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BRAKING RESISTOR DESIGNS AND APPLICATIONS

13 May 2008

Introduction

When a motor is driven by its mechanical load, such as in the case of a decelerating flywheel, the motor acts as a generator and the kinetic energy is converted into electrical energy. Often this surplus electrical energy, if it cannot be regenerated, is unwanted and it can be harmful to the electrical motor drive system. When this condition arises the surplus energy can be absorbed by the introduction of a resistive load into the motor circuit which converts it into heat and at the same time a braking effect is created, which usually is desirable for reasons of safety and protection of the electrical drive system.

Manufacturers of frequency inverters recognise that a braking resistor will be required for some applications and they provide connections to the DC Link to enable one to be incorporated into the system. The control electronics monitor the level of voltage within the DC link and when this rises above a limit, the braking resistor is switched into circuit by the use of a FET or IGBT otherwise known as a “chopper”. When the DC voltage drops to a safe level again the load resistor is switched out of circuit.

As an example of construction, a braking resistor might have coils manufactured from copper-nickel or nickel-chromium, both of which have resistance values that are constant over a wide range of temperatures. The coils, the number depending upon the units rating, are connected in parallel which means that the load does not rely on a single winding.

For safety and reliability purposes, windings might be embedded in a filler material such as quartz. This would give mechanical stability together with short circuit protection plus self-extinguishing properties. Such fillers also assist with the efficient transfer of heat from the resistor windings to the inner surfaces of the aluminium housing.

Further electrical isolation could be provided by insulation sheets being inserted between each winding and between the resistance winding assembly and the sides, top and bottom of the extruded aluminium housing.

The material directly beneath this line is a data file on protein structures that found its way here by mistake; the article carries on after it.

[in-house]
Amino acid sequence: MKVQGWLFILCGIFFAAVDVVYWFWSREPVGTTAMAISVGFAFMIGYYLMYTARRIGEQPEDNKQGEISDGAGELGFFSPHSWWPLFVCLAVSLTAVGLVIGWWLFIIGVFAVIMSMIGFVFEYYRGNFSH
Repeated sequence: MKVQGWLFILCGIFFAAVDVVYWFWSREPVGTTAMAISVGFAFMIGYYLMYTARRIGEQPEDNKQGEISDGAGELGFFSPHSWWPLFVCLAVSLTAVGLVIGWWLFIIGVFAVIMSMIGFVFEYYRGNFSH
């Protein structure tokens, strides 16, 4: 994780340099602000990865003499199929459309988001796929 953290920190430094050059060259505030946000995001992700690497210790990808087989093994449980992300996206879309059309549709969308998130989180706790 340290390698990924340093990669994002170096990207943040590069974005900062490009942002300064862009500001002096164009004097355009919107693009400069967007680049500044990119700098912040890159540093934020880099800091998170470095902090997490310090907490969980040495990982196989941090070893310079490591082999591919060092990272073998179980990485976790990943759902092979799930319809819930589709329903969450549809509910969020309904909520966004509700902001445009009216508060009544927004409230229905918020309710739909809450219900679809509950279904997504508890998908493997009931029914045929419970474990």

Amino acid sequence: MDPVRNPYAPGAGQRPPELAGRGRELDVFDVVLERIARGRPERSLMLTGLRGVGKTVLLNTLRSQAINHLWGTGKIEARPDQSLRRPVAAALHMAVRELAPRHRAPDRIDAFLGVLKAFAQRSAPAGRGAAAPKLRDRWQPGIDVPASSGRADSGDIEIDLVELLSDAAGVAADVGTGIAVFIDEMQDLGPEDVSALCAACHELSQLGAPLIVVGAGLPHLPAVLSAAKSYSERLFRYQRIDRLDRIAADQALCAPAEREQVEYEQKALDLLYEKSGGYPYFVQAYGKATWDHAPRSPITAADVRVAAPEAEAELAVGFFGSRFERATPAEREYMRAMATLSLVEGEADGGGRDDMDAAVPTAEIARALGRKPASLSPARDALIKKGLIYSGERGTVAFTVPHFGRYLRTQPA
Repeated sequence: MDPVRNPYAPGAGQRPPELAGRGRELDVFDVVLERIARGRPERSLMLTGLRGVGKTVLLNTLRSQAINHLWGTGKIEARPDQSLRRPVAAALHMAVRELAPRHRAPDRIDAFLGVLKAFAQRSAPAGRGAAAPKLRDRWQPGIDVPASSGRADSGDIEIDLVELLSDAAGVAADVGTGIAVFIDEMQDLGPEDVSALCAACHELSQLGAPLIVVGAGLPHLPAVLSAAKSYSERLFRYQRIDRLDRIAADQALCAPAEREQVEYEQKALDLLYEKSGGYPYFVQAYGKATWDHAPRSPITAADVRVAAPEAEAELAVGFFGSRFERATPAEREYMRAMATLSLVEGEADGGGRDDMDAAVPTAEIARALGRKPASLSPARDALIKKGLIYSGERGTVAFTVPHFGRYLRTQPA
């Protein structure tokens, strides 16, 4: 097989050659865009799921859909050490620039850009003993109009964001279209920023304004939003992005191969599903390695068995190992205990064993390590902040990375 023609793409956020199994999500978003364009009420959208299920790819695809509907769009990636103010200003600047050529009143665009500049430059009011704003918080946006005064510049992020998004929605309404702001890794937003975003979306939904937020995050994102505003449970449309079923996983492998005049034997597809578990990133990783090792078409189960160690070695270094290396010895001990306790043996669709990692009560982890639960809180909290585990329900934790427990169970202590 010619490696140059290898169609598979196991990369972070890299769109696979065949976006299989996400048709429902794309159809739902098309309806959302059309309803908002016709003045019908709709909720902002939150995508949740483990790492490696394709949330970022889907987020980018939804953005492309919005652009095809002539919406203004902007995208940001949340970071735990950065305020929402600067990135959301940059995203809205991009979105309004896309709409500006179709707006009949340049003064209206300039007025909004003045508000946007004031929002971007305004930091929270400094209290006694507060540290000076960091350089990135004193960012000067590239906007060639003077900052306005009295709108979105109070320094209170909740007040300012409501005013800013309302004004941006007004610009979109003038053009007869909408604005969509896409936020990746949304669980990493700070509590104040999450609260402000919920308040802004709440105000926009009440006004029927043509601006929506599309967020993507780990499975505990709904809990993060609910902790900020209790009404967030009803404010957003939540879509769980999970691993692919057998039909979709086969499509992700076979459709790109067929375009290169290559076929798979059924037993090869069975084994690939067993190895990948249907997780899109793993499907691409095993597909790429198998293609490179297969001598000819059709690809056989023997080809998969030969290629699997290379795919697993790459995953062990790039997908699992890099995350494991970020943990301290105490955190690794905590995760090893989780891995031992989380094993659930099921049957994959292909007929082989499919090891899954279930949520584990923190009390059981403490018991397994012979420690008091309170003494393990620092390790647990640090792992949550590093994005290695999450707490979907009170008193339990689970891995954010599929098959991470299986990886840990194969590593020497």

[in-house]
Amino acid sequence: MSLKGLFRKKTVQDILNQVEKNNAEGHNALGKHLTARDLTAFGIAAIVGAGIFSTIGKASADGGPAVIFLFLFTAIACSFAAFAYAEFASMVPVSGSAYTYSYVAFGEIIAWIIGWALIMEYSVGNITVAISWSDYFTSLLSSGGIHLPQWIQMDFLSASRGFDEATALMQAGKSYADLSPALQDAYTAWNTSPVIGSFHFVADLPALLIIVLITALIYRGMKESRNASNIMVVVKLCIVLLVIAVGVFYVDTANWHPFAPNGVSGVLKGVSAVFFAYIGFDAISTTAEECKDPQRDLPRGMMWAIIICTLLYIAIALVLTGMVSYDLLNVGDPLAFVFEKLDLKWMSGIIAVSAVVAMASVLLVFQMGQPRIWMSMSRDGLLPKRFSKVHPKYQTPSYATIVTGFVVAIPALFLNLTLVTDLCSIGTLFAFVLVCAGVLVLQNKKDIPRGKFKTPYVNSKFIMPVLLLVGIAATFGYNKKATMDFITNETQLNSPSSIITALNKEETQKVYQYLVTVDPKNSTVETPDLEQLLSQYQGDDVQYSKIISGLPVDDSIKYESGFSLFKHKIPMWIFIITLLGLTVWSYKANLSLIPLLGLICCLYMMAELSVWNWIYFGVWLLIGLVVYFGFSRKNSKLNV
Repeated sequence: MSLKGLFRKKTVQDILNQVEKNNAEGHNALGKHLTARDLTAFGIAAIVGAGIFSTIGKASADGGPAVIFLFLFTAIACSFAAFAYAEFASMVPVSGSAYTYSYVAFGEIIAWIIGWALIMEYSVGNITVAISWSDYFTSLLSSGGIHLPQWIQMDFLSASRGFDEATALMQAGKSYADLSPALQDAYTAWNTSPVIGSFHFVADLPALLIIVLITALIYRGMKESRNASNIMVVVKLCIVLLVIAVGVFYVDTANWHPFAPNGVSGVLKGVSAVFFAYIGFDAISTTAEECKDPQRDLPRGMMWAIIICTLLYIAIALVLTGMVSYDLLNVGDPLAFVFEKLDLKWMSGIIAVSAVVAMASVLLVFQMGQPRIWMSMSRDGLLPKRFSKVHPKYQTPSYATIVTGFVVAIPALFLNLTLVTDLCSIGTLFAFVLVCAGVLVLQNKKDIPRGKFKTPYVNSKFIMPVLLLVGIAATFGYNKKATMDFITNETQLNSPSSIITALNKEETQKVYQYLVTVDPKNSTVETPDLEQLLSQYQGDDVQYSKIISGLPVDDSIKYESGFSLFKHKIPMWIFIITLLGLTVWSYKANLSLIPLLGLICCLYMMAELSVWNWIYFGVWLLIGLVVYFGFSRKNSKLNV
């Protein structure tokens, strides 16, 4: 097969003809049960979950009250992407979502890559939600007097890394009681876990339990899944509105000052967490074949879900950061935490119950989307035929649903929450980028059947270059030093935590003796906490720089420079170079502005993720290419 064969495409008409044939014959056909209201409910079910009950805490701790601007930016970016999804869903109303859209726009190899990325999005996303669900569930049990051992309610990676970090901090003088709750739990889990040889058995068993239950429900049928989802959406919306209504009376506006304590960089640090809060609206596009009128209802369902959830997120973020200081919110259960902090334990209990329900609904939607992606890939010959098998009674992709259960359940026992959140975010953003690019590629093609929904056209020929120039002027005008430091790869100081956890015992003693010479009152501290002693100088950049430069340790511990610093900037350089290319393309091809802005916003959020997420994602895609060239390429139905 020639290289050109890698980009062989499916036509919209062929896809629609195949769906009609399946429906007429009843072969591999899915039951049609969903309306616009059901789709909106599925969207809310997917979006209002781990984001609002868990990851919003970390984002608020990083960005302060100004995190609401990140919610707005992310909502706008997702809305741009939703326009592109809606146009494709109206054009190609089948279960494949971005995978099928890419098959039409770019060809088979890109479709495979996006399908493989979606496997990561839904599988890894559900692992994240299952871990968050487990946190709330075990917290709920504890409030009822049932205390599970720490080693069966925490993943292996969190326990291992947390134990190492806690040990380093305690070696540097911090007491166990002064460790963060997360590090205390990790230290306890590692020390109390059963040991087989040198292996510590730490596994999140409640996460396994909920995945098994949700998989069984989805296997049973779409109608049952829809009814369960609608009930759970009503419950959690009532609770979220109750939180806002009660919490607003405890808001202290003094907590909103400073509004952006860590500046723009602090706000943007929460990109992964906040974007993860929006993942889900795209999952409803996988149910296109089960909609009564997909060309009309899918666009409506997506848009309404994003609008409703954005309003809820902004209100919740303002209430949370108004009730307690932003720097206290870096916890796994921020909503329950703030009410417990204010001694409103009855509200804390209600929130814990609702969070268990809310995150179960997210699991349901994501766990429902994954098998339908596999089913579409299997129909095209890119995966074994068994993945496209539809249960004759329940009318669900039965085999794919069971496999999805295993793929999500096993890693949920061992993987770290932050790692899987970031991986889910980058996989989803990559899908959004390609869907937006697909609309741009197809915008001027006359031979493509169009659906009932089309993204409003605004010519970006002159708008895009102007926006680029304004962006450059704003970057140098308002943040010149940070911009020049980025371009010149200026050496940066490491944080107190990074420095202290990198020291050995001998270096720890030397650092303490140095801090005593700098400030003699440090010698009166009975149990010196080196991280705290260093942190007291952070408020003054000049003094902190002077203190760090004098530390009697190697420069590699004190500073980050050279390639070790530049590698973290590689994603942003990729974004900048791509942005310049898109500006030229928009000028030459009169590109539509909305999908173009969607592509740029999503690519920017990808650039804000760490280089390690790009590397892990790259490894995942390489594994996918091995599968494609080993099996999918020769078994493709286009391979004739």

For still further isolation and to provide high ingress protection ratings, the resistor assembly could be encapsulated within a silicone sealant. This technique can allow IP ratings up to IP64 to be achieved; this is useful in environments where installation of the brake resistor within a control panel is unwanted or economically prohibitive.

If enclosed in an extruded aluminium housing the housing acts as a heat-sink and quickly dissipates the thermal energy generated by the resistance windings to open air. Special grades of aluminium finishes can be used to give long term durability to all types of atmospheric conditions, including salt-spray.

In some cases, power ratings can be increased substantially. For example, fitting a fan doubles the useable power and some resistors actually have special slots to facilitate fan installation.

When there is restricted space or if the braking resistor has to be built into a control panel, which has inadequate cooling, then forced air-cooled units have limitations and the solution is to use a water-cooled braking resistor. These can be indirectly cooled by bolting them down onto a back panel which has built-in coolant pipe loops, sandwiched between a double metal skin. The back panel can also be used for cooling other components such as frequency inverters and chokes. Some manufactures can even supply braking resistors that have indirect water-cooling that is an integral part of the resistor assembly.